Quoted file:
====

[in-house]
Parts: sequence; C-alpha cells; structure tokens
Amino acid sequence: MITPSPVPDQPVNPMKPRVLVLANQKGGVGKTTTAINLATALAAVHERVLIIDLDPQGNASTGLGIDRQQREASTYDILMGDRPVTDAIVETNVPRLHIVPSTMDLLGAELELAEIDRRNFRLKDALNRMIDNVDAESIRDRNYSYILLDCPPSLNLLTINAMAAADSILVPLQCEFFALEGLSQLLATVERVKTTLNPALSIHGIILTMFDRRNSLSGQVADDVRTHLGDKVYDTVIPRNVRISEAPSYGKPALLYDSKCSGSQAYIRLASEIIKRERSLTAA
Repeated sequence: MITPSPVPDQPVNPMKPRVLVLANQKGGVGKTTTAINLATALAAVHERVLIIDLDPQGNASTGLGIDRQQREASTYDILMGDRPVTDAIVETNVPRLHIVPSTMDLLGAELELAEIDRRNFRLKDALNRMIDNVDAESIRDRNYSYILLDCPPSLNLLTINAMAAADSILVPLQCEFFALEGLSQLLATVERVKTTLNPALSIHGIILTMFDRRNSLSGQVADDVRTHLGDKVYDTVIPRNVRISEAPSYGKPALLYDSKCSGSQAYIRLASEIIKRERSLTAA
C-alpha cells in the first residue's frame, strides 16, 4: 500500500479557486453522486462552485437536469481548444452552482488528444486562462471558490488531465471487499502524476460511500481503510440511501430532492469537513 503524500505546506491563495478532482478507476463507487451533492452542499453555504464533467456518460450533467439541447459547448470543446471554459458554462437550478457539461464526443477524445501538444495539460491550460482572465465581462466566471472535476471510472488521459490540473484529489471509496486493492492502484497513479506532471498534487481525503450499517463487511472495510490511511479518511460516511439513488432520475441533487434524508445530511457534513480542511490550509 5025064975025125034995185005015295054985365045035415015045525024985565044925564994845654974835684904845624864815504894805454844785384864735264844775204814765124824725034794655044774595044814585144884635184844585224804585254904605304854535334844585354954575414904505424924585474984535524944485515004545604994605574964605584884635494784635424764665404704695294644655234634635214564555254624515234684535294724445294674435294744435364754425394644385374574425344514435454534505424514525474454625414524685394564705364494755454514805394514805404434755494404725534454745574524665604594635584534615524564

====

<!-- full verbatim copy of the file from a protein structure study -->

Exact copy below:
[in-house]
Parts: sequence; C-alpha cells; structure tokens
Amino acid sequence: MITPSPVPDQPVNPMKPRVLVLANQKGGVGKTTTAINLATALAAVHERVLIIDLDPQGNASTGLGIDRQQREASTYDILMGDRPVTDAIVETNVPRLHIVPSTMDLLGAELELAEIDRRNFRLKDALNRMIDNVDAESIRDRNYSYILLDCPPSLNLLTINAMAAADSILVPLQCEFFALEGLSQLLATVERVKTTLNPALSIHGIILTMFDRRNSLSGQVADDVRTHLGDKVYDTVIPRNVRISEAPSYGKPALLYDSKCSGSQAYIRLASEIIKRERSLTAA
Repeated sequence: MITPSPVPDQPVNPMKPRVLVLANQKGGVGKTTTAINLATALAAVHERVLIIDLDPQGNASTGLGIDRQQREASTYDILMGDRPVTDAIVETNVPRLHIVPSTMDLLGAELELAEIDRRNFRLKDALNRMIDNVDAESIRDRNYSYILLDCPPSLNLLTINAMAAADSILVPLQCEFFALEGLSQLLATVERVKTTLNPALSIHGIILTMFDRRNSLSGQVADDVRTHLGDKVYDTVIPRNVRISEAPSYGKPALLYDSKCSGSQAYIRLASEIIKRERSLTAA
C-alpha cells in the first residue's frame, strides 16, 4: 500500500479557486453522486462552485437536469481548444452552482488528444486562462471558490488531465471487499502524476460511500481503510440511501430532492469537513 503524500505546506491563495478532482478507476463507487451533492452542499453555504464533467456518460450533467439541447459547448470543446471554459458554462437550478457539461464526443477524445501538444495539460491550460482572465465581462466566471472535476471510472488521459490540473484529489471509496486493492492502484497513479506532471498534487481525503450499517463487511472495510490511511479518511460516511439513488432520475441533487434524508445530511457534513480542511490550509 5025064975025125034995185005015295054985365045035415015045525024985565044925564994845654974835684904845624864815504894805454844785384864735264844775204814765124824725034794655044774595044814585144884635184844585224804585254904605304854535334844585354954575414904505424924585474984535524944485515004545604994605574964605584884635494784635424764665404704695294644655234634635214564555254624515234684535294724445294674435294744435364754425394644385374574425344514435454534505424514525474454625414524685394564705364494755454514805394514805404434755494404725534454745574524665604594635584534615524564